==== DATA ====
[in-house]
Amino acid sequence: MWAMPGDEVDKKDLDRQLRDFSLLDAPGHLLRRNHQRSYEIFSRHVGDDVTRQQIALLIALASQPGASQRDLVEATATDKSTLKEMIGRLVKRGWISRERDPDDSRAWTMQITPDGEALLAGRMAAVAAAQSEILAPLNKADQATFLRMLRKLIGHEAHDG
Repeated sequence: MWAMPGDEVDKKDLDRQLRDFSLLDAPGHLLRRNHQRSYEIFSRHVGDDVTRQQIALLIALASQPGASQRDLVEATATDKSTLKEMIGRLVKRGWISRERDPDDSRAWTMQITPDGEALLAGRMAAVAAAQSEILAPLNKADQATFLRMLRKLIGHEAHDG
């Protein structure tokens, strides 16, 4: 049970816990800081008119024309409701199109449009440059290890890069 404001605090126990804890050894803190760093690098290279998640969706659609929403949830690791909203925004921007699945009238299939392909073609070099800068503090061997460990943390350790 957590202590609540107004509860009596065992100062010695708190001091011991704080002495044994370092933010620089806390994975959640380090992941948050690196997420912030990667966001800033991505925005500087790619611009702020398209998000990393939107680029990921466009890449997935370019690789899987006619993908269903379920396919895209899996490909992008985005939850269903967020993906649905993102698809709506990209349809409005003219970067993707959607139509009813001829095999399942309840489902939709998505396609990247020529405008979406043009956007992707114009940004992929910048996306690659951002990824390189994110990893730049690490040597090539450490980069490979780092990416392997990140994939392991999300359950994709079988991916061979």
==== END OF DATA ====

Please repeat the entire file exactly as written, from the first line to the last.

[in-house]
Amino acid sequence: MWAMPGDEVDKKDLDRQLRDFSLLDAPGHLLRRNHQRSYEIFSRHVGDDVTRQQIALLIALASQPGASQRDLVEATATDKSTLKEMIGRLVKRGWISRERDPDDSRAWTMQITPDGEALLAGRMAAVAAAQSEILAPLNKADQATFLRMLRKLIGHEAHDG
Repeated sequence: MWAMPGDEVDKKDLDRQLRDFSLLDAPGHLLRRNHQRSYEIFSRHVGDDVTRQQIALLIALASQPGASQRDLVEATATDKSTLKEMIGRLVKRGWISRERDPDDSRAWTMQITPDGEALLAGRMAAVAAAQSEILAPLNKADQATFLRMLRKLIGHEAHDG
């Protein structure tokens, strides 16, 4: 049970816990800081008119024309409701199109449009440059290890890069 404001605090126990804890050894803190760093690098290279998640969706659609929403949830690791909203925004921007699945009238299939392909073609070099800068503090061997460990943390350790 957590202590609540107004509860009596065992100062010695708190001091011991704080002495044994370092933010620089806390994975959640380090992941948050690196997420912030990667966001800033991505925005500087790619611009702020398209998000990393939107680029990921466009890449997935370019690789899987006619993908269903379920396919895209899996490909992008985005939850269903967020993906649905993102698809709506990209349809409005003219970067993707959607139509009813001829095999399942309840489902939709998505396609990247020529405008979406043009956007992707114009940004992929910048996306690659951002990824390189994110990893730049690490040597090539450490980069490979780092990416392997990140994939392991999300359950994709079988991916061979």